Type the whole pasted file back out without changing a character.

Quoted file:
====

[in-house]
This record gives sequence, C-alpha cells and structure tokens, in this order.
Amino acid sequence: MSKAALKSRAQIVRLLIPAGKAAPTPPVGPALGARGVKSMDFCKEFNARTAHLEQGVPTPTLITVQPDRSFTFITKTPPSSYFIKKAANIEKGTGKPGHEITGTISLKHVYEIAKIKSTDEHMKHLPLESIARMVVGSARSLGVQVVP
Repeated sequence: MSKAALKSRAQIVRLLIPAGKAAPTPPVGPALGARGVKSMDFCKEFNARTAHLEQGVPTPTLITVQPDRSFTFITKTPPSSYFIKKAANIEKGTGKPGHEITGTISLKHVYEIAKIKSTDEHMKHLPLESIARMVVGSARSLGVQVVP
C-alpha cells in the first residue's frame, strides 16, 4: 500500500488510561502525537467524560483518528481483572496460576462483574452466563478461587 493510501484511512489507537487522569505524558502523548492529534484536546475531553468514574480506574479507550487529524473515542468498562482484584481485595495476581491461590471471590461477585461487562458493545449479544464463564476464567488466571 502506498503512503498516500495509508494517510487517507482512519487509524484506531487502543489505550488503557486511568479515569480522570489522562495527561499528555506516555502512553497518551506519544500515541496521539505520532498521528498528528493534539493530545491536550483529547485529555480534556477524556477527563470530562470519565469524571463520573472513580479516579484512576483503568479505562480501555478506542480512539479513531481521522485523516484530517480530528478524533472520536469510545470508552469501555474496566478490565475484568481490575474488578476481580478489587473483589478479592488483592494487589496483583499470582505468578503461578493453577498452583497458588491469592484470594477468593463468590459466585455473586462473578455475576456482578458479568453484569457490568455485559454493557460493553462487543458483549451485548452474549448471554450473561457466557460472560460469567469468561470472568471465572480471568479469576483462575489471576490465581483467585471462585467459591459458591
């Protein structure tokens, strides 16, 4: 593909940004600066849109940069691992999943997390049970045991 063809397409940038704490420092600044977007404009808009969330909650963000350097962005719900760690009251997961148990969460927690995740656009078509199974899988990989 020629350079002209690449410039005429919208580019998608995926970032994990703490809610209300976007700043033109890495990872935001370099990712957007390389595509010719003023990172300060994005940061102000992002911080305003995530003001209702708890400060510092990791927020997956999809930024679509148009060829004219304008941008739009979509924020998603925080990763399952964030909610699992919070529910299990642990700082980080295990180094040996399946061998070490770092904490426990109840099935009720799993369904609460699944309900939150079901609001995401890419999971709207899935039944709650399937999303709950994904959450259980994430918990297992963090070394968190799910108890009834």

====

[in-house]
This record gives sequence, C-alpha cells and structure tokens, in this order.
Amino acid sequence: MSKAALKSRAQIVRLLIPAGKAAPTPPVGPALGARGVKSMDFCKEFNARTAHLEQGVPTPTLITVQPDRSFTFITKTPPSSYFIKKAANIEKGTGKPGHEITGTISLKHVYEIAKIKSTDEHMKHLPLESIARMVVGSARSLGVQVVP
Repeated sequence: MSKAALKSRAQIVRLLIPAGKAAPTPPVGPALGARGVKSMDFCKEFNARTAHLEQGVPTPTLITVQPDRSFTFITKTPPSSYFIKKAANIEKGTGKPGHEITGTISLKHVYEIAKIKSTDEHMKHLPLESIARMVVGSARSLGVQVVP
C-alpha cells in the first residue's frame, strides 16, 4: 500500500488510561502525537467524560483518528481483572496460576462483574452466563478461587 493510501484511512489507537487522569505524558502523548492529534484536546475531553468514574480506574479507550487529524473515542468498562482484584481485595495476581491461590471471590461477585461487562458493545449479544464463564476464567488466571 502506498503512503498516500495509508494517510487517507482512519487509524484506531487502543489505550488503557486511568479515569480522570489522562495527561499528555506516555502512553497518551506519544500515541496521539505520532498521528498528528493534539493530545491536550483529547485529555480534556477524556477527563470530562470519565469524571463520573472513580479516579484512576483503568479505562480501555478506542480512539479513531481521522485523516484530517480530528478524533472520536469510545470508552469501555474496566478490565475484568481490575474488578476481580478489587473483589478479592488483592494487589496483583499470582505468578503461578493453577498452583497458588491469592484470594477468593463468590459466585455473586462473578455475576456482578458479568453484569457490568455485559454493557460493553462487543458483549451485548452474549448471554450473561457466557460472560460469567469468561470472568471465572480471568479469576483462575489471576490465581483467585471462585467459591459458591
């Protein structure tokens, strides 16, 4: 593909940004600066849109940069691992999943997390049970045991 063809397409940038704490420092600044977007404009808009969330909650963000350097962005719900760690009251997961148990969460927690995740656009078509199974899988990989 020629350079002209690449410039005429919208580019998608995926970032994990703490809610209300976007700043033109890495990872935001370099990712957007390389595509010719003023990172300060994005940061102000992002911080305003995530003001209702708890400060510092990791927020997956999809930024679509148009060829004219304008941008739009979509924020998603925080990763399952964030909610699992919070529910299990642990700082980080295990180094040996399946061998070490770092904490426990109840099935009720799993369904609460699944309900939150079901609001995401890419999971709207899935039944709650399937999303709950994904959450259980994430918990297992963090070394968190799910108890009834």